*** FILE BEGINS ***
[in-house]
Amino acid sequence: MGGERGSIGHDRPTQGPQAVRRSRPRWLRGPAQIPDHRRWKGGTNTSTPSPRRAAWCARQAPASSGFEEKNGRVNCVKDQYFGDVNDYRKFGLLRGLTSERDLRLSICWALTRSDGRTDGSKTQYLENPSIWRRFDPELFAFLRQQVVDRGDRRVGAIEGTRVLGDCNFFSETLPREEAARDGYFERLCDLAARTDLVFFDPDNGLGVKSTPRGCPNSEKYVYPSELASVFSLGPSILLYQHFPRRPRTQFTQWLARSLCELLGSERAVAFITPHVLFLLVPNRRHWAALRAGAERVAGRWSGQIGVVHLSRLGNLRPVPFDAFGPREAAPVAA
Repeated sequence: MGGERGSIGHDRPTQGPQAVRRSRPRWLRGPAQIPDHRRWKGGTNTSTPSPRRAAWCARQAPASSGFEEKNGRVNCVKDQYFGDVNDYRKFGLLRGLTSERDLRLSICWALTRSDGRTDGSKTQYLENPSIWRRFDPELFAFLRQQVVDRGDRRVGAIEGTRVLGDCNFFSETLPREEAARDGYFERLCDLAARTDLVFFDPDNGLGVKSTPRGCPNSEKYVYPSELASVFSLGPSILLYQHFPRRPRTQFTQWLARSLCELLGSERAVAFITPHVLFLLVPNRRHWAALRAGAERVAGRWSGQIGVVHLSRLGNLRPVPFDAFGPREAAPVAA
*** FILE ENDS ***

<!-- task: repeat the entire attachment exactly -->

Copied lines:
[in-house]
Amino acid sequence: MGGERGSIGHDRPTQGPQAVRRSRPRWLRGPAQIPDHRRWKGGTNTSTPSPRRAAWCARQAPASSGFEEKNGRVNCVKDQYFGDVNDYRKFGLLRGLTSERDLRLSICWALTRSDGRTDGSKTQYLENPSIWRRFDPELFAFLRQQVVDRGDRRVGAIEGTRVLGDCNFFSETLPREEAARDGYFERLCDLAARTDLVFFDPDNGLGVKSTPRGCPNSEKYVYPSELASVFSLGPSILLYQHFPRRPRTQFTQWLARSLCELLGSERAVAFITPHVLFLLVPNRRHWAALRAGAERVAGRWSGQIGVVHLSRLGNLRPVPFDAFGPREAAPVAA
Repeated sequence: MGGERGSIGHDRPTQGPQAVRRSRPRWLRGPAQIPDHRRWKGGTNTSTPSPRRAAWCARQAPASSGFEEKNGRVNCVKDQYFGDVNDYRKFGLLRGLTSERDLRLSICWALTRSDGRTDGSKTQYLENPSIWRRFDPELFAFLRQQVVDRGDRRVGAIEGTRVLGDCNFFSETLPREEAARDGYFERLCDLAARTDLVFFDPDNGLGVKSTPRGCPNSEKYVYPSELASVFSLGPSILLYQHFPRRPRTQFTQWLARSLCELLGSERAVAFITPHVLFLLVPNRRHWAALRAGAERVAGRWSGQIGVVHLSRLGNLRPVPFDAFGPREAAPVAA